IMAG2516.jpg

Protocol, for E.coli.

Do not alter the conditions used to make the emulsions, unless you intentionally plan to change them (see Optimization section below). Emulsion size is sensitive to the type (size, shape) of vessel, the concentration of surfactant, the total volume and the speed/duration of shaking.

Day 1:

  • Grow an overnight culture of strain of interest.

Day 2:

  • Precondition strain by making a 1:100 dilution into fresh media and growing overnight.

Day 3:

  • Determine OD of overnight culture, ensuring that measurement is taken in the linear range (<0.3).
  • From this, calculate the concentration of cells per ml of culture.
  • Serially dilute the culture to achieve a final concentration of 2x10^5 cells/ml.
    • You will need 300ul of this final, diluted culture per emulsion.
    • Perform dilutions in saline; however, the final dilution needs to be into growth media, as it will be used to make emulsions.
    • If you are not using E.coli, it is recommended that you optimize the number of cells seeding the emulsion. See the 'Optimization' section below.
  • Make up a solution of HFE containing 0.5% Picosurf.
    • You will need 700ul of HFE/Picosurf per emulsion.
  • In a glass culture tube, pipette 700ul of HFE/picosurf and then gently layer 300ul of diluted culture on top.
  • Place the glass tube in the vortex (balanced with an empty tube if necessary) and shake for 5 minutes at full power.
  • Leave the emulsion for 10 mins to separate into emulsion and oil phases.
  • Pipette away the bottom, oil phase and store in a 15ml Falcon tube. This will be recycled at a later date (see below), thus saving time and money.
  • Move the emulsion to a 1.5ml micro centrifuge tube and grow overnight at desired temperature.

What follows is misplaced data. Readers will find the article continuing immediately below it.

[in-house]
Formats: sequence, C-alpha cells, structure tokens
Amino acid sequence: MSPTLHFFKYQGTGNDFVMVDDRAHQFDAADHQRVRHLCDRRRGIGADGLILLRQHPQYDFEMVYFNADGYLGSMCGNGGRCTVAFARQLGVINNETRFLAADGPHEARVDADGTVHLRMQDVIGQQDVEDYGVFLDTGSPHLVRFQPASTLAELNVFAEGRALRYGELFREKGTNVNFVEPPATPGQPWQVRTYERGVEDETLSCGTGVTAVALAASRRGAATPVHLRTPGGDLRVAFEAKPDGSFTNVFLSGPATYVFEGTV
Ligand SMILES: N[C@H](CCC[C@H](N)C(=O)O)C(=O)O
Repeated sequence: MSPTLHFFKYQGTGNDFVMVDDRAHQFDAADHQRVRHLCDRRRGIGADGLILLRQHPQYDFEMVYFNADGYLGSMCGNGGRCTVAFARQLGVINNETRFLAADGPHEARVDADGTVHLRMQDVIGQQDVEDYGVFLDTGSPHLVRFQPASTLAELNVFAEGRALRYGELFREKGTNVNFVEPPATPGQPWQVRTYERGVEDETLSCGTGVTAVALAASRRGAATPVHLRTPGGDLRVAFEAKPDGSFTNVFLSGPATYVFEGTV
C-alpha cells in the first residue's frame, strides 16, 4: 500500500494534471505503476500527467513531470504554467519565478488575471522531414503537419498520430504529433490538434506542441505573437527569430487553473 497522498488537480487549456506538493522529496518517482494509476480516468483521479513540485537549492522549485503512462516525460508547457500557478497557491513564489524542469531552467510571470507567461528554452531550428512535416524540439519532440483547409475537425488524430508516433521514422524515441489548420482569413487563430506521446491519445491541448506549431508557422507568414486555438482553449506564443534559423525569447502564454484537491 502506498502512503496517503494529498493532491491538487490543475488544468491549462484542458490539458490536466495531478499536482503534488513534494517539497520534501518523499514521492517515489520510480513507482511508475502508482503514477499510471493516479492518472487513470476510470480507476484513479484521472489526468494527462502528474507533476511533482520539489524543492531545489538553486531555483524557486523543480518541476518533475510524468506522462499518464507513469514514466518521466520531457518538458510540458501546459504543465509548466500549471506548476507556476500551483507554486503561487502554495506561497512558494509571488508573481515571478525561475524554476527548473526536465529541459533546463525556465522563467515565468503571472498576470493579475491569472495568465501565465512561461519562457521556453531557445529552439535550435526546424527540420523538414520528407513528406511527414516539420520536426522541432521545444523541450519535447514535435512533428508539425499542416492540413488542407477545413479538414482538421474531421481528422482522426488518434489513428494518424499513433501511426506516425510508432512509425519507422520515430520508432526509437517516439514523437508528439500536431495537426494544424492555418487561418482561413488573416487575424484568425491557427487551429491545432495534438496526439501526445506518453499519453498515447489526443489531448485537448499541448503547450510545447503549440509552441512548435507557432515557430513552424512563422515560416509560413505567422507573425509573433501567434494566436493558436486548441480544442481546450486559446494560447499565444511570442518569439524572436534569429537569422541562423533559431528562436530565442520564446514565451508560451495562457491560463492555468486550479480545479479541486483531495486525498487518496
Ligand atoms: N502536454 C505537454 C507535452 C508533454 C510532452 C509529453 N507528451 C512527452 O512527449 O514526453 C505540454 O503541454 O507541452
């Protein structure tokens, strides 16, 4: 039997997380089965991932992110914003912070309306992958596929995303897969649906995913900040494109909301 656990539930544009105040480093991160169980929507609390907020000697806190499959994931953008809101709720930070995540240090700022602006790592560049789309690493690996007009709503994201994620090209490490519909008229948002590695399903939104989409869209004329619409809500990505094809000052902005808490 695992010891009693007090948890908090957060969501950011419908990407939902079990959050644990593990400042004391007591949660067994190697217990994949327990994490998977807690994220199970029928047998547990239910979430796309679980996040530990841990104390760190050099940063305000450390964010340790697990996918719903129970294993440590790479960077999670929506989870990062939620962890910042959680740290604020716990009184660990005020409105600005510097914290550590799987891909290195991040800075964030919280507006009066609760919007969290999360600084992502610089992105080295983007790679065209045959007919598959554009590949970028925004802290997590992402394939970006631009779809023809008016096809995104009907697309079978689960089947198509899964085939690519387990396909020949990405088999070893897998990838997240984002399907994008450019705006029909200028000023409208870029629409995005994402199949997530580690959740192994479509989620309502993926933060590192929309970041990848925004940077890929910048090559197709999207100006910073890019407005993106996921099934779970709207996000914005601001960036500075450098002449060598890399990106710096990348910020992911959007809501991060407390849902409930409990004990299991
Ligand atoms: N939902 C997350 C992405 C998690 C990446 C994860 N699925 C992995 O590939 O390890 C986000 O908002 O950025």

Day 4:

  • Remove any residual oil phase from the bottom of the centrifuge tube and save in same 15ml Falcon as on Day 3.
  • Add 200ul of perfluorooctanol to the emulsion, gently shake, and set aside to break. Occasionally agitate the emulsion/perflourooctanol mix, but you do not need to shake it.
  • After 5-10 mins, two phases will appear. Remove the top approximately 200ul phase, containing bacteria. Trash the remaining solution as clearly labelled chemical waste (EHS).
  • Determine OD of the collected upper phase, blanked against growth medium, and use this to seed a new emulsion using the methods above.

Recycling HFE/Picosurf

Once you have collected 10-15mls of 0.5% Picosurf in HFE from your emulsion experiments, you can purify it from emulsions to use again, neat, in making another emulsion.

  • Centrifuge the solution for 10 mins at X xg, in order to separate any residual emulsion that may have been transferred.
  • Using a syringe, pull off pico surf solution below the emulsion and then filter it through a 0.22 micron filter.
  • Use neat in next emulsion.

-- Main.SimonDAlton - 23 Feb 2017

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Topic revision: r3 - 30 Mar 2017 - 19:32:19 - Main.SimonDAlton